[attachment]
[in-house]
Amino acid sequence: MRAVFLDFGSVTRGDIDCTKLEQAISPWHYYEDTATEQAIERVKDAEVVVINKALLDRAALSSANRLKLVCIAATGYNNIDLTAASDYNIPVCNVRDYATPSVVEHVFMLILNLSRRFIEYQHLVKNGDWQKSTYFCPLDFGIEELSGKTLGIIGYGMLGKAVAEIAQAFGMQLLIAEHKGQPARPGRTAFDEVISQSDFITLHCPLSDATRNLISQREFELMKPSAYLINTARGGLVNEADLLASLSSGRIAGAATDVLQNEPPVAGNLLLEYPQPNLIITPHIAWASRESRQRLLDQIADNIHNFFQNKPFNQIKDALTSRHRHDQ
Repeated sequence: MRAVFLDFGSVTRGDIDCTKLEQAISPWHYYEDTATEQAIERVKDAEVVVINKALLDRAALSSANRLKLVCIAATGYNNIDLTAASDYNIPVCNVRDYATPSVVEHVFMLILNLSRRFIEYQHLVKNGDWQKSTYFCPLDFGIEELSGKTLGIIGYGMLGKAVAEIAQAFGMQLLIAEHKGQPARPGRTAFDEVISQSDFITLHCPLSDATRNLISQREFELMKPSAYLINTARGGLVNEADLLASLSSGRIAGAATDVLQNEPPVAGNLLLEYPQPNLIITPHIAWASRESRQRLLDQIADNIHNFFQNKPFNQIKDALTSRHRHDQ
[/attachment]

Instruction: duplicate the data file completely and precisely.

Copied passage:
[in-house]
Amino acid sequence: MRAVFLDFGSVTRGDIDCTKLEQAISPWHYYEDTATEQAIERVKDAEVVVINKALLDRAALSSANRLKLVCIAATGYNNIDLTAASDYNIPVCNVRDYATPSVVEHVFMLILNLSRRFIEYQHLVKNGDWQKSTYFCPLDFGIEELSGKTLGIIGYGMLGKAVAEIAQAFGMQLLIAEHKGQPARPGRTAFDEVISQSDFITLHCPLSDATRNLISQREFELMKPSAYLINTARGGLVNEADLLASLSSGRIAGAATDVLQNEPPVAGNLLLEYPQPNLIITPHIAWASRESRQRLLDQIADNIHNFFQNKPFNQIKDALTSRHRHDQ
Repeated sequence: MRAVFLDFGSVTRGDIDCTKLEQAISPWHYYEDTATEQAIERVKDAEVVVINKALLDRAALSSANRLKLVCIAATGYNNIDLTAASDYNIPVCNVRDYATPSVVEHVFMLILNLSRRFIEYQHLVKNGDWQKSTYFCPLDFGIEELSGKTLGIIGYGMLGKAVAEIAQAFGMQLLIAEHKGQPARPGRTAFDEVISQSDFITLHCPLSDATRNLISQREFELMKPSAYLINTARGGLVNEADLLASLSSGRIAGAATDVLQNEPPVAGNLLLEYPQPNLIITPHIAWASRESRQRLLDQIADNIHNFFQNKPFNQIKDALTSRHRHDQ